History and Folklore Summary
1910 - 1919
- The C.P.R. roundhouse was in operation in December with two freight trains
leaving daily, one going east and one west. While this building is sometimes
referred to as a "roundhouse" (usually found in large railroad divisional
points) in fact it was an engine shed, with a spur line, likely holding no more
than two locomotives. These were brought into the building to keep them warmed
up, and for the purpose of cleaning and repairs. The train would proceed in
either direction by using rails shaped in a "Y" on which the train would back
up, then the rails were moved using the "switch" device. The "Y" lines were
located around where the Yorkton Tourism offices are today. (Sources: THE
YORKTON ENTERPRISE, and interview with retired CPR Conductor, John Maluga.)
- Father Achille Delaere founded St. Mary's Ukrainian Catholic parish.
- The Agricultural Society was absorbed by the Yorkton Agricultural and
Industrial Association Ltd.
- Prime Minister Wilfrid Laurier visited Yorkton.
- St. Gerard's Roman Catholic church and Monastery were built this year.
- Yorkton received long distance telephone service.
- Levi Beck, Yorkton's "Merchant Prince" was elected Mayor.
- The citizens of Yorkton turned on their electric lights during the spring
of this year.
- Yorkton shipped 2,600,000 bushels of grain. 125,000 remained in the
- The Yorkton High School was officially opened on December 20th by
Lieutenant-Governor Brown and Dr. Murray, the First President of the University
of Saskatchewan. Total cost of the structure and the equipment was $75,000.00.
- The population of the town was 2,309.
- January 2nd, a company of 24 from Sydney Australia, known as the
"Lilliputians"were in Yorkton for a performance and stayed overnight at the
- The YORKTON ENTERPRISE reported that Levi Beck's Yorkton Flour Mill was
regarded as the pioneer industry of the town, making products that have become
household words in eastern Saskatchewan.
- The Hudson Bay Company erected a new building this year.
- Yorkton boasts to be the "largest and most prosperous community in eastern
- A major fire occurred on April 19th when the Canadian Grain Elevator was
- The Rural Municipality of Wallace was organized.
- Charles Donald Livingstone, a lawyer became Mayor. He resigned within a
year to join the army. He achieved the rank of Major, and died in battle in
- On July 3rd, 1,635 Yorkton people visited a "Made in Canada" touring train
of exhibits of a great variety of manufactured products .
- The Rural Municipality of Orkney was organized.
- World War 1 began. Yorkton became the squadron training base for such areas
as Indian Head, Regina, Weyburn and Moosomin. The Royal Hotel became a mess hall
for Yorkton recruits.
- Chief Peepeetch of the Little Bone Reserve was interviewed by a reporter of
THE ENTERPRISE. He gave an account of the local incidents surrounding the events
of the 1885 Riel Uprising.
- The Ladies Auxiliary of the Order of Odd Fellows was founded this year.
- A barrel of oil exploded in the basement of T. H. Collacot's Hardware and
caused a disastrous fire.
- Prohibition in Saskatchewan was enacted July 1st, shutting down the hotel
bars, resulting in province-wide illegal manufacturing of booze. The Bronfman
brothers began to capitalize on all the loopholes of the complicated prohibition
- Simpson School was built on Melrose Avenue.
- The Sacred Heart Institute, a boarding school and orphanage was opened
under the ministry of the Sisters Servants of Mary Immaculate.
- Saskatchewan women, over 21 years of age won the right to vote in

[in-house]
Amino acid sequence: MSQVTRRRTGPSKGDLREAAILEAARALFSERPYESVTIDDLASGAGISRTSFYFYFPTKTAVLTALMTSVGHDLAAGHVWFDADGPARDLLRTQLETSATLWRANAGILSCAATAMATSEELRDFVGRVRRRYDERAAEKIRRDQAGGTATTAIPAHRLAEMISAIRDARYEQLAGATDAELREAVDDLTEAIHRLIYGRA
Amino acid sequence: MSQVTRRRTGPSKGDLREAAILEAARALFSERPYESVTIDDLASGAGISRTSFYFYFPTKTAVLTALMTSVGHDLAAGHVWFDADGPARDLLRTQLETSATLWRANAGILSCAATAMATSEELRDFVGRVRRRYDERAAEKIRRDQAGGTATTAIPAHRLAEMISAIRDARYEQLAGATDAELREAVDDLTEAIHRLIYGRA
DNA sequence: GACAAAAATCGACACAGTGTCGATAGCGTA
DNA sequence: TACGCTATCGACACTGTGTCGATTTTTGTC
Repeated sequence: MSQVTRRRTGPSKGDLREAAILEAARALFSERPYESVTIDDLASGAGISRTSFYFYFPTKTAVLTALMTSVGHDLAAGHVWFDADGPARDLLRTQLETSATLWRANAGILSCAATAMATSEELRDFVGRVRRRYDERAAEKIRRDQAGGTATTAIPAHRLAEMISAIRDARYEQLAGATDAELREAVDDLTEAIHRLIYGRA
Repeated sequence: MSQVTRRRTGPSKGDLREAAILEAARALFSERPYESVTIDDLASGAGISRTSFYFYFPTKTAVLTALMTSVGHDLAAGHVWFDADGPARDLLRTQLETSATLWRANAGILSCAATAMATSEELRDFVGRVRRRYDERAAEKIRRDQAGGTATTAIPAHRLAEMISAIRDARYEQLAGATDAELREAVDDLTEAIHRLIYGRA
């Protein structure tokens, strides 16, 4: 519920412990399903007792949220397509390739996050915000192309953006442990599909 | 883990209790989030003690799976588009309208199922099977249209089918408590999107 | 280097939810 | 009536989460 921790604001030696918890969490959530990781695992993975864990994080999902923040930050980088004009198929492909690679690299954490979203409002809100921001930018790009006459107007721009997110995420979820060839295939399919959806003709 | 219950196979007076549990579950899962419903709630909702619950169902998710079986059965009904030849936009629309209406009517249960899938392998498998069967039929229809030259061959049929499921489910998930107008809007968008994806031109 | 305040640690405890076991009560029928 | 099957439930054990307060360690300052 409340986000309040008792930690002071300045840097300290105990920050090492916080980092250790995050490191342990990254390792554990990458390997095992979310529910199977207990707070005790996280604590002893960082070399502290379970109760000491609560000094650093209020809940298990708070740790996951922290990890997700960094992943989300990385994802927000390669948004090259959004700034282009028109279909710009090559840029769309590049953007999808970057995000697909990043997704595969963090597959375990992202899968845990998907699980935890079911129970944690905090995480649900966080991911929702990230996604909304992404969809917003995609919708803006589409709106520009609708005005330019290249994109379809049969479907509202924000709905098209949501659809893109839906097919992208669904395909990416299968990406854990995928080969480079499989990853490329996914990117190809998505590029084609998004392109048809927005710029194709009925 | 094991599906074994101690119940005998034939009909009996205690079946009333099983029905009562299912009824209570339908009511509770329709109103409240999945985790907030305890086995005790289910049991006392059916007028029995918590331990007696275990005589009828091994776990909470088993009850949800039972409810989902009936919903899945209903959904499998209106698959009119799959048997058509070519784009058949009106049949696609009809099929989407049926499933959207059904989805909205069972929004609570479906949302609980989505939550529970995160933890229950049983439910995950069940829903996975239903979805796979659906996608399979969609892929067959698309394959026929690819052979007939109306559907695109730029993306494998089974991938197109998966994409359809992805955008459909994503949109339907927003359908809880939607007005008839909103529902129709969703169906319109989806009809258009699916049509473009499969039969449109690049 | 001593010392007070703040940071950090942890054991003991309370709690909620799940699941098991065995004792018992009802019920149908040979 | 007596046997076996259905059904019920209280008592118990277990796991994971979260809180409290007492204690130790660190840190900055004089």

municipal, civic and provincial elections.
- Electric lights were installed in early April at these locations: 2 lights
between Betts Avenue and First Avenue, 1 between First and Second Avenue North,
2 between Second Avenue and Third Avenue North, and 1 between Third and Fourth
- At the October 13th Council Meeting a motion was passed to reduce Harry
Bronfman's water account for the year by 40%. This was in consideration of the
lavatories and wash houses in the premises known as the Balmoral Hotel being
kept open for the use of the public.
- John F. Reid was elected Member of Parliament for the Mackenzie
- Thomas Garry defeated J.A.M. Patrick in the Provincial election.
- The Dominion Lands Office located in the J.J. Smith Block on Argyle Street was closed this year. All available homestead lands in the district had been disposed off
- St. Magnus School was formally opened on November 1. (Yorkton Enterprise Oct. 6, 1965.)
- Lieutenant Edmund De Wind, a former Yorkton banker was killed while
defending a position near Grougie, France. He was awarded the Victoria Cross
- A Yorkton landmark, the Royal Hotel was torn down.
- The Yorkton Literary Society held a meeting at the Collegiate Institute on
April 8th. The purpose was to study Longfellows' "EVANGELINE."
- Women over 21 years of age obtained the right to vote in the Federal
- The Dominion Daylight Saving Act was discussed at a town council meeting of
- A "Peace Arch" was erected on the corner of Third Avenue and Broadway to
welcome returning servicemen.
- Harry Bronfman erected a building on the east side of the Balmoral Hotel
and opened the CANADA PURE DRUG COMPANY.
- A Grand Peace Concert" was held in the Town Hall on March 11th in aid of
the Red Cross funds. A chorus of 40 voices sang old songs, and an arrangement of
the "National Anthem of the Allies." There were also male choruses, male
quartettes, mixed and ladies quartettes, and local violin soloists such as Miss
- In a colourful ceremony Right Reverend Bishop Budka laid the cornerstone of
St. Joseph's College on September 7th of this year.
- Construction began on the Provincial Court House on Darlington Street. It was designed by Saskatchewan’s first Provincial Architect, Maurice Sharon. Completed in 1920, it was officially opened in February 1921.
- Yorkton Skating Rink was officially opened on December 4. (Yorkton Enterprise Oct. 6, 1965.)